SpaceX was launching a GPS satellite for the military, while Blue Origin was going to fly its New Shepard suborbital spacecraft on its third flight. SpaceX will try again tomorrow, while Blue Origin has not yet announced a new launch date.

Meanwhile, ULA’s attempt to launch a National Reconnaissance Office (NRO) spy satellite tonight with its most powerful rocket, the Delta 4 Heavy, faces bad weather, with only a 20% chance of launch.

UPDATE: I missed a third launch scrub today, Arianespace’s attempt to launch a trio of French military satellites using a Soyuz rocket from French Guiana. They will try again tomorrow.

This means there will be three launch attempts tomorrow, since India plans a launch of its GSLV rocket as well.

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“What do we do now?

LM ascent engine

One of the advantages one gets from writing books and giving lectures about them is that you get to see some interesting places and meet some interesting people. This is what happened to me last week when I gave two lectures about the Apollo 8 mission to the Moon on consecutive nights to three different Buffalo aerospace organizations at two different venues. My entire visit was as a guest of the Niagara Frontier Section of American Institute of Aeronautics and Astronautics, as part of its Distinguished Lecturer program, something I have participated in now for almost a decade.

The first lecture was at the Niagara Aerospace Museum. Prior to my evening talk Don Erwin, a member of the museum’s board of trustees, gave me detailed tour of the museum and its holdings, which include a wealth of artifacts going back to the very beginnings of flight and running through the Apollo lunar missions. Many of aviation’s first innovators came from the western New York area, and the companies they created ended up building important components for the later U.S. effort to get to the Moon.

looking into ascent engine nozzle

Above on the right is one of their more significant artifacts, a lunar module ascent engine. Built mostly by Bell Aerospace, this particular engine was used to test the engine to make sure the design would work. It had to work, by the way, since it had no back-up and if it failed then the astronauts would have been stranded on the Moon.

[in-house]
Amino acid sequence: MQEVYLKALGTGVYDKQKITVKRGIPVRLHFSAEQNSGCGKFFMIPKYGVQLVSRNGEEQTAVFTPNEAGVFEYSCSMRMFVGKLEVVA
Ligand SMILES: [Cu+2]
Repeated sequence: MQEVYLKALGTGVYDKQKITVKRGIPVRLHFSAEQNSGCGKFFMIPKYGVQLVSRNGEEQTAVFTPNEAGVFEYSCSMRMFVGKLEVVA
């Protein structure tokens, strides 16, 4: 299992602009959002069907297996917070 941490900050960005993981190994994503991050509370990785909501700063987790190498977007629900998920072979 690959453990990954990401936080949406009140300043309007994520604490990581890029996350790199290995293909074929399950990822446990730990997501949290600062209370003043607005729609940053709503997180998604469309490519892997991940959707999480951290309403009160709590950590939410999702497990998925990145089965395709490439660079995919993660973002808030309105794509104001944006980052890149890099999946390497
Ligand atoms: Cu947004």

Since it really only had to work reliably once, however, the nozzle was made of ablative material rather than a heavier metal. The second image on the right looks into that nozzle, where you can see the result of the various test firings done to prove out the engine. There is obvious wear to the interior of the nozzle.

What made this museum especially fun was how accessible everything was.
» Read more

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Rocket Lab completes its third successful launch in 2018

Capitalism in space: Rocket Lab today (Sunday) successfully launched thirteen cubesats using its Electron rocket.

With this third launch, Rocket Lab now has more launches than Northrop Grumman (formerly Orbital ATK), a launch operation that has been around since the 1980s.

The leaders in the 2018 launch race remain unchanged:

35 China
20 SpaceX
13 Russia
10 Europe (Arianespace)
8 ULA

China still leads the U.S. 35 to 33 in the national rankings.

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NASA’s warped measure of safety

In posting an invitation to social media users to attend the launch of the first unmanned test flight of SpaceX’s man-rated Dragon capsule on January 17, 2019, NASA’s public relations department added the following warning:

NASA has a series of reviews before the uncrewed test flight, and the outcome of these reviews, including the Flight Readiness Review, will ultimately determine the Demo-1 launch date.

For months I have reported numerous examples of NASA’s safety panel acting to create fake problems that will force a delay in this launch. First it was the fueling method. Then it was the insulation on the helium tanks. Then there was the need for SpaceX to fill out all the paperwork. Now it is the parachute system and worries about the safety culture at SpaceX.

I might take these concerns seriously, except that NASA’s safety panel seems to be so sanguine about far more serious safety issues with NASA’s SLS rocket and Orion capsule. This double standard is starkly illustrated once again in this NASASpaceflight.com article about NASA’s plans for the very first manned Orion/SLS mission.